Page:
Santos Lozada corroborated much of what defendant had testified to regarding the events prior to defendant's encounter with Figueroa. After defendant and Figueroa got out of their cars, Lozada and Francisco went to relieve themselves and thus, could not see or hear the substance of the encounter. Later, when he was taken to the police station, he emptied out his pocket. After he had said that he had $95, a police officer apparently expressed surprise because that amount added to the amounts possessed by defendant and Francisco was close to the amount of money supposedly taken from Figueroa. Lozada testified that the money was his and was the remnant of the pay which he had received from work on the previous day. While in the station, he was present when Figueroa appeared at the doorway to the room in which he and defendant were seated. Figueroa pointed at defendant but, before he could come into the room, he was chased away by one of the officers. Eventually, Lozada was released without being charged with any crime. Nevertheless, the $95 were never returned to him.
Five witnesses, including defendant's wife, sister, mother, brother-in-law, and wife's uncle, all testified to defendant's reputation in the community. They all testified that he had a good reputation for honesty.
Officer Patrick Garrity testified in rebuttal for the State that at about 3:50 a.m. on September 11 he saw Figueroa at the scene of the crime. He said that he was anywhere from 25 feet to right next to Figueroa when he saw him. He spoke with him and verified what he understood Figueroa to have said through an interpreter. He said that during this time he noticed that Figueroa's breath and walk were normal. Later, he filled out a police report on which he indicated that Figueroa was sober.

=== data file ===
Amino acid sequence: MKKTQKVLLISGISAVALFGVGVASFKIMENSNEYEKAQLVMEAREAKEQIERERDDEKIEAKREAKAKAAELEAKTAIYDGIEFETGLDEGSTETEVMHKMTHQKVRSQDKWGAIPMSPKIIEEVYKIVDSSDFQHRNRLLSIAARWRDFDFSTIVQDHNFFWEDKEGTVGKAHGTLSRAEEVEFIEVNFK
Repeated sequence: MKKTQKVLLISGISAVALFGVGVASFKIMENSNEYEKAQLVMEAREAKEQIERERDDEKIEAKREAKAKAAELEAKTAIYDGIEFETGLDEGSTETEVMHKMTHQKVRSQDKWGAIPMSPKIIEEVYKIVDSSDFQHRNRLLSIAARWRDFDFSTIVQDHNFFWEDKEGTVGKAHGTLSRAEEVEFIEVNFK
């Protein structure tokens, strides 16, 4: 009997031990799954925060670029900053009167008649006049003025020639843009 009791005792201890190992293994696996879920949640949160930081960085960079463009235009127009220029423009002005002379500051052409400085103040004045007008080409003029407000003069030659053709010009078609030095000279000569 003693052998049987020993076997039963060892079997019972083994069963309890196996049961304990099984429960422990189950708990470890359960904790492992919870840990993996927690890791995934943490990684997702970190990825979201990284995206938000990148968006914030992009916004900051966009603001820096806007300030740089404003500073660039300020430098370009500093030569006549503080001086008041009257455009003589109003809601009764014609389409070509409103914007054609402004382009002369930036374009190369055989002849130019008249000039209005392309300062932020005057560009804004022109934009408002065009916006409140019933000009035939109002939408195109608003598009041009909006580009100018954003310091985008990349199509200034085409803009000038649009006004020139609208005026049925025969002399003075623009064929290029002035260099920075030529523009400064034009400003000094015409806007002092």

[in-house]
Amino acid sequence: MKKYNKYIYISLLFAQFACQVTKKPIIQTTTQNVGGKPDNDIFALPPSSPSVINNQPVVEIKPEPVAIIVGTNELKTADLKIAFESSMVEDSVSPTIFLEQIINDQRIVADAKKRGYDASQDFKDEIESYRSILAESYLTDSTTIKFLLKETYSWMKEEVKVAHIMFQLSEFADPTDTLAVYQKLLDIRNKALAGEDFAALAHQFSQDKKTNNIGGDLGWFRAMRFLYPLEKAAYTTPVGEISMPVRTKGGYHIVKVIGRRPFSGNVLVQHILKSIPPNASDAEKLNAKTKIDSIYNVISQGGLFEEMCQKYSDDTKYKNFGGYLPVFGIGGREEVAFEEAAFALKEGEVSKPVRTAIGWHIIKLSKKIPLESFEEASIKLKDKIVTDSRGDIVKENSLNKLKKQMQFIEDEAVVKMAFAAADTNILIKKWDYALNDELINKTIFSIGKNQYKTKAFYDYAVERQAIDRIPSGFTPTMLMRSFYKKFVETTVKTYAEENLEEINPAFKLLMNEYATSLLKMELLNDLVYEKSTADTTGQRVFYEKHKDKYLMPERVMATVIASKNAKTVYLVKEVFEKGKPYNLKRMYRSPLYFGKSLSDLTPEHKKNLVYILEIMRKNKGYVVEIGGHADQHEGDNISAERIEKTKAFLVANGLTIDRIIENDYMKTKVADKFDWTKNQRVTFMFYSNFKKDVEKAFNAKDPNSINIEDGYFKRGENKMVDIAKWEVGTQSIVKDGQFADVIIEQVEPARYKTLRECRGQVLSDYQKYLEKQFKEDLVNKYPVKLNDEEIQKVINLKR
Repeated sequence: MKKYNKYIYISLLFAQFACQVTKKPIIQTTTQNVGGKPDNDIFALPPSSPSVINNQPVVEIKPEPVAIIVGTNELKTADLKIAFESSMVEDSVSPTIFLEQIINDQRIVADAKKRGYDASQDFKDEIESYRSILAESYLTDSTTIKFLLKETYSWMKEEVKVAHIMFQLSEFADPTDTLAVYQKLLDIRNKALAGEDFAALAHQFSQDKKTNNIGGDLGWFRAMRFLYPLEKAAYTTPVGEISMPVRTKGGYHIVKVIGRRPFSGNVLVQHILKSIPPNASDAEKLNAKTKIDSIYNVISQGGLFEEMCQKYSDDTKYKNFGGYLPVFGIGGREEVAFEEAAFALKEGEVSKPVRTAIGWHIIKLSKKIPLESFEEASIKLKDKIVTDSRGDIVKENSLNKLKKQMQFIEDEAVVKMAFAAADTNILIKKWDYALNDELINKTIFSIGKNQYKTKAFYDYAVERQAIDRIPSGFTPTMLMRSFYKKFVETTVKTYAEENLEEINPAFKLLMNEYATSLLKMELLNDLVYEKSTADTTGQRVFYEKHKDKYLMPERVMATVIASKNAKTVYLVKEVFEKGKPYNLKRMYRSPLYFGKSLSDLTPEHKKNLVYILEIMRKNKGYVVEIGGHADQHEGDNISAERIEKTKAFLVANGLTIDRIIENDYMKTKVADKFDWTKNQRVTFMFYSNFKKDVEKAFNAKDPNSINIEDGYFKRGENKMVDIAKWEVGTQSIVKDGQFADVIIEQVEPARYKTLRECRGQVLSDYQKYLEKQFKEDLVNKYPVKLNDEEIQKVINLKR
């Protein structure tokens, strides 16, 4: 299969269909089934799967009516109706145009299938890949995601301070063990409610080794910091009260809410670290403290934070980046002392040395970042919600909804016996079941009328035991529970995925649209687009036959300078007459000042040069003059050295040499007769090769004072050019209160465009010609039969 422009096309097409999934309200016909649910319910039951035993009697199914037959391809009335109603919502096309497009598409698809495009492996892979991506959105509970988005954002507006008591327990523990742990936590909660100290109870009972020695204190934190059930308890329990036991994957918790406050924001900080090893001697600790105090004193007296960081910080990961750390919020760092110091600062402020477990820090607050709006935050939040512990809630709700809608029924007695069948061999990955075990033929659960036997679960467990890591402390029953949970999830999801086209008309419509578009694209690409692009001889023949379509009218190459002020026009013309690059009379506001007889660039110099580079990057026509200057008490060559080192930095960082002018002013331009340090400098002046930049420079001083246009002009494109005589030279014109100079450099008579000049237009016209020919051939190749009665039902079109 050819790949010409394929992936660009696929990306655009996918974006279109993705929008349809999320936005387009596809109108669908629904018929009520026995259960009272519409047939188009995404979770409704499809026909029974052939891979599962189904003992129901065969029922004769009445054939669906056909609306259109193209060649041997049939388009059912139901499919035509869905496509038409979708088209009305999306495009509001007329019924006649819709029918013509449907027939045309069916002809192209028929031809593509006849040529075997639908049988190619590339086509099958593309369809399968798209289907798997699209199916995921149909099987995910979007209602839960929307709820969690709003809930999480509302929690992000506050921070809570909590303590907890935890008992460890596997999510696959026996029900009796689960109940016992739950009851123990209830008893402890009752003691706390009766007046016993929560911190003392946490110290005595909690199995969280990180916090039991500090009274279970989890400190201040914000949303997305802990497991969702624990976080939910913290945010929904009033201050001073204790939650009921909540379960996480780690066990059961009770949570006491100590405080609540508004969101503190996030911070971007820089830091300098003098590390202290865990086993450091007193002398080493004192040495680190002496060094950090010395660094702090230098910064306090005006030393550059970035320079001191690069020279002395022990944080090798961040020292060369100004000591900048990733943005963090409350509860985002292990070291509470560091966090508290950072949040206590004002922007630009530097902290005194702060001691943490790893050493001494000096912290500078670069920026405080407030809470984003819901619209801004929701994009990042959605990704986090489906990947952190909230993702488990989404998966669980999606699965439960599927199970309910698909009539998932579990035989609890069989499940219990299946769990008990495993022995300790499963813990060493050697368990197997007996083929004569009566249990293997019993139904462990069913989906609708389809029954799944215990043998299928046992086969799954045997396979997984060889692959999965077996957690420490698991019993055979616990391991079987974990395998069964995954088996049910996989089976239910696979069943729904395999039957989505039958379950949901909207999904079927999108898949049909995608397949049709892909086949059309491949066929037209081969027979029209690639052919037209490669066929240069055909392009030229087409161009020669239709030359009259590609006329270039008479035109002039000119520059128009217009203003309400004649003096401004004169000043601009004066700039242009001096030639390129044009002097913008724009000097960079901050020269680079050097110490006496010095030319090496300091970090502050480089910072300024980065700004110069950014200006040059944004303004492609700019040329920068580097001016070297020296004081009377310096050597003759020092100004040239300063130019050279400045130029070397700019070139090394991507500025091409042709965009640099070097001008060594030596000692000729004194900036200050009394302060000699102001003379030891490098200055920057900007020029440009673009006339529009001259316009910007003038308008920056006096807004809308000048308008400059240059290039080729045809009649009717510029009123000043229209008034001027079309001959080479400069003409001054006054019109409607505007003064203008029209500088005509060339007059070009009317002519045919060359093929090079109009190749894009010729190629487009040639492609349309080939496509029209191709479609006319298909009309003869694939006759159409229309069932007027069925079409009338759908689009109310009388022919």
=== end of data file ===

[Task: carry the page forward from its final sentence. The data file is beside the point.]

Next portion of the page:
Defendant contends that he was not proven guilty of robbery beyond a reasonable doubt.
A person commits the crime of robbery "when he takes property from the person or presence of another by the use of force or by threatening the imminent use of force." (Ill. Rev. Stat. 1975, ch. 38, par. 18-1.) Among the elements which must be established to prove robbery, the State must establish beyond a reasonable doubt that the force alleged was "of such a character as to temporarily suspend the [victim's] power to exercise his will." (People v. Stewart (1977), 54 Ill. App.3d 76, 80, 369 N.E.2d 131, 133.) The State also must establish ...